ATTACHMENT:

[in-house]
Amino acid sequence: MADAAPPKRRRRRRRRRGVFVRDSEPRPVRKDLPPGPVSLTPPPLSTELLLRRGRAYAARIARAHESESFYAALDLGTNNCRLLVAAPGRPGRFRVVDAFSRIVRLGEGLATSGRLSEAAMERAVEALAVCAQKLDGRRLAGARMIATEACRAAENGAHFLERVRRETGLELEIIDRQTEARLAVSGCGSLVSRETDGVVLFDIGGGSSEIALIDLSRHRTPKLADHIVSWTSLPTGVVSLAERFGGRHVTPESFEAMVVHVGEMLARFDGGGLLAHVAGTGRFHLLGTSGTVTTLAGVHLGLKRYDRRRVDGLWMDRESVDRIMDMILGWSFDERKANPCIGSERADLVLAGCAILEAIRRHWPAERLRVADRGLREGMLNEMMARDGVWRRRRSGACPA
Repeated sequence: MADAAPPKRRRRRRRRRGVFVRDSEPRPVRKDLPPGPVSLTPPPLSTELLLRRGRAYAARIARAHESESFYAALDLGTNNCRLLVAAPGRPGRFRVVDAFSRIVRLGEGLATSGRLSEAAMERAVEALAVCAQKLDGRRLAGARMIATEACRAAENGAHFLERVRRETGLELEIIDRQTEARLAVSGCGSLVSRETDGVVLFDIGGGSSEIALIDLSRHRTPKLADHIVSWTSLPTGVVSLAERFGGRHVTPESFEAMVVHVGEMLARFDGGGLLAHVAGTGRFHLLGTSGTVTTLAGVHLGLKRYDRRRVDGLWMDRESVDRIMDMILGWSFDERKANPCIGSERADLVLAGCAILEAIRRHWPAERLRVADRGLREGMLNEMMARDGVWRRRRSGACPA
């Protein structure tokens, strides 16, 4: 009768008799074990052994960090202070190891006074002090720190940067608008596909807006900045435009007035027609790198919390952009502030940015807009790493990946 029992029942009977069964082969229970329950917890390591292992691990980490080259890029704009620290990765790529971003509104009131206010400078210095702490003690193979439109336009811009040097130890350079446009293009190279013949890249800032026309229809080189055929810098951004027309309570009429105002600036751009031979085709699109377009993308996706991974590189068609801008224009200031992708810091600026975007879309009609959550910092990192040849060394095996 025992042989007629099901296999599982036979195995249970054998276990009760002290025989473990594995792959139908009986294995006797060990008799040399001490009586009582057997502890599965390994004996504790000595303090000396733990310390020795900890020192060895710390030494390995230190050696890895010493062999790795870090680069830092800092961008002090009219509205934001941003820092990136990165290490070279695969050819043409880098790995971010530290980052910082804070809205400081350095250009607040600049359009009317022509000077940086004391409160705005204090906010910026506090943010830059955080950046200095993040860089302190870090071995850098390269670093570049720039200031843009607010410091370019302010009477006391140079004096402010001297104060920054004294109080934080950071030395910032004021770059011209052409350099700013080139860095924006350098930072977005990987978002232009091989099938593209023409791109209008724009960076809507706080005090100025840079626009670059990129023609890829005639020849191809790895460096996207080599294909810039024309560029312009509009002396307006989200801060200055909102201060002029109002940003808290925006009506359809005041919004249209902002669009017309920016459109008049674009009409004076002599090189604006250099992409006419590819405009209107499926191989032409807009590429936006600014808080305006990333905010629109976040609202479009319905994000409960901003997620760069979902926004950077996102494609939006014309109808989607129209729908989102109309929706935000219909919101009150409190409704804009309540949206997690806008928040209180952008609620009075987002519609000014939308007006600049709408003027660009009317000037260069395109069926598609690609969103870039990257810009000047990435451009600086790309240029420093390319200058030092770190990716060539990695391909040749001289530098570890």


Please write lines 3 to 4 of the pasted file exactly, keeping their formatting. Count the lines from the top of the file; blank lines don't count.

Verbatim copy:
Repeated sequence: MADAAPPKRRRRRRRRRGVFVRDSEPRPVRKDLPPGPVSLTPPPLSTELLLRRGRAYAARIARAHESESFYAALDLGTNNCRLLVAAPGRPGRFRVVDAFSRIVRLGEGLATSGRLSEAAMERAVEALAVCAQKLDGRRLAGARMIATEACRAAENGAHFLERVRRETGLELEIIDRQTEARLAVSGCGSLVSRETDGVVLFDIGGGSSEIALIDLSRHRTPKLADHIVSWTSLPTGVVSLAERFGGRHVTPESFEAMVVHVGEMLARFDGGGLLAHVAGTGRFHLLGTSGTVTTLAGVHLGLKRYDRRRVDGLWMDRESVDRIMDMILGWSFDERKANPCIGSERADLVLAGCAILEAIRRHWPAERLRVADRGLREGMLNEMMARDGVWRRRRSGACPA
């Protein structure tokens, strides 16, 4: 009768008799074990052994960090202070190891006074002090720190940067608008596909807006900045435009007035027609790198919390952009502030940015807009790493990946 029992029942009977069964082969229970329950917890390591292992691990980490080259890029704009620290990765790529971003509104009131206010400078210095702490003690193979439109336009811009040097130890350079446009293009190279013949890249800032026309229809080189055929810098951004027309309570009429105002600036751009031979085709699109377009993308996706991974590189068609801008224009200031992708810091600026975007879309009609959550910092990192040849060394095996 025992042989007629099901296999599982036979195995249970054998276990009760002290025989473990594995792959139908009986294995006797060990008799040399001490009586009582057997502890599965390994004996504790000595303090000396733990310390020795900890020192060895710390030494390995230190050696890895010493062999790795870090680069830092800092961008002090009219509205934001941003820092990136990165290490070279695969050819043409880098790995971010530290980052910082804070809205400081350095250009607040600049359009009317022509000077940086004391409160705005204090906010910026506090943010830059955080950046200095993040860089302190870090071995850098390269670093570049720039200031843009607010410091370019302010009477006391140079004096402010001297104060920054004294109080934080950071030395910032004021770059011209052409350099700013080139860095924006350098930072977005990987978002232009091989099938593209023409791109209008724009960076809507706080005090100025840079626009670059990129023609890829005639020849191809790895460096996207080599294909810039024309560029312009509009002396307006989200801060200055909102201060002029109002940003808290925006009506359809005041919004249209902002669009017309920016459109008049674009009409004076002599090189604006250099992409006419590819405009209107499926191989032409807009590429936006600014808080305006990333905010629109976040609202479009319905994000409960901003997620760069979902926004950077996102494609939006014309109808989607129209729908989102109309929706935000219909919101009150409190409704804009309540949206997690806008928040209180952008609620009075987002519609000014939308007006600049709408003027660009009317000037260069395109069926598609690609969103870039990257810009000047990435451009600086790309240029420093390319200058030092770190990716060539990695391909040749001289530098570890």